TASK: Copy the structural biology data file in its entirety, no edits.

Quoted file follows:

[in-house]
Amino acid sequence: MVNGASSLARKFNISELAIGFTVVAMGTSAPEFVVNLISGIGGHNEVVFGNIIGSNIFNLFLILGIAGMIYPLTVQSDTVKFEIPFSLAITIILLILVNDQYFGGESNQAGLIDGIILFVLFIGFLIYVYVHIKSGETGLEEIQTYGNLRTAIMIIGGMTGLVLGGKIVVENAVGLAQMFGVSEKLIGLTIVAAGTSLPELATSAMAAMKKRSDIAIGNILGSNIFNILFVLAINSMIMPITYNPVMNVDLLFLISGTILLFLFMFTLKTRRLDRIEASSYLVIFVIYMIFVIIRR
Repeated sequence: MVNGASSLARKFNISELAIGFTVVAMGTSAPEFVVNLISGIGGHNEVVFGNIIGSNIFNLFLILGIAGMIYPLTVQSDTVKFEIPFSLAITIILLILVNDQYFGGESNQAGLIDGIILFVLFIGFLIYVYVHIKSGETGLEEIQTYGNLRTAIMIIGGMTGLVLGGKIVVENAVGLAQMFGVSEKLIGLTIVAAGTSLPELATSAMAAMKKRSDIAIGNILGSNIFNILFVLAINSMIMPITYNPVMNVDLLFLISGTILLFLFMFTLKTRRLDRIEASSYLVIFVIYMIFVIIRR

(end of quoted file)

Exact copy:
[in-house]
Amino acid sequence: MVNGASSLARKFNISELAIGFTVVAMGTSAPEFVVNLISGIGGHNEVVFGNIIGSNIFNLFLILGIAGMIYPLTVQSDTVKFEIPFSLAITIILLILVNDQYFGGESNQAGLIDGIILFVLFIGFLIYVYVHIKSGETGLEEIQTYGNLRTAIMIIGGMTGLVLGGKIVVENAVGLAQMFGVSEKLIGLTIVAAGTSLPELATSAMAAMKKRSDIAIGNILGSNIFNILFVLAINSMIMPITYNPVMNVDLLFLISGTILLFLFMFTLKTRRLDRIEASSYLVIFVIYMIFVIIRR
Repeated sequence: MVNGASSLARKFNISELAIGFTVVAMGTSAPEFVVNLISGIGGHNEVVFGNIIGSNIFNLFLILGIAGMIYPLTVQSDTVKFEIPFSLAITIILLILVNDQYFGGESNQAGLIDGIILFVLFIGFLIYVYVHIKSGETGLEEIQTYGNLRTAIMIIGGMTGLVLGGKIVVENAVGLAQMFGVSEKLIGLTIVAAGTSLPELATSAMAAMKKRSDIAIGNILGSNIFNILFVLAINSMIMPITYNPVMNVDLLFLISGTILLFLFMFTLKTRRLDRIEASSYLVIFVIYMIFVIIRR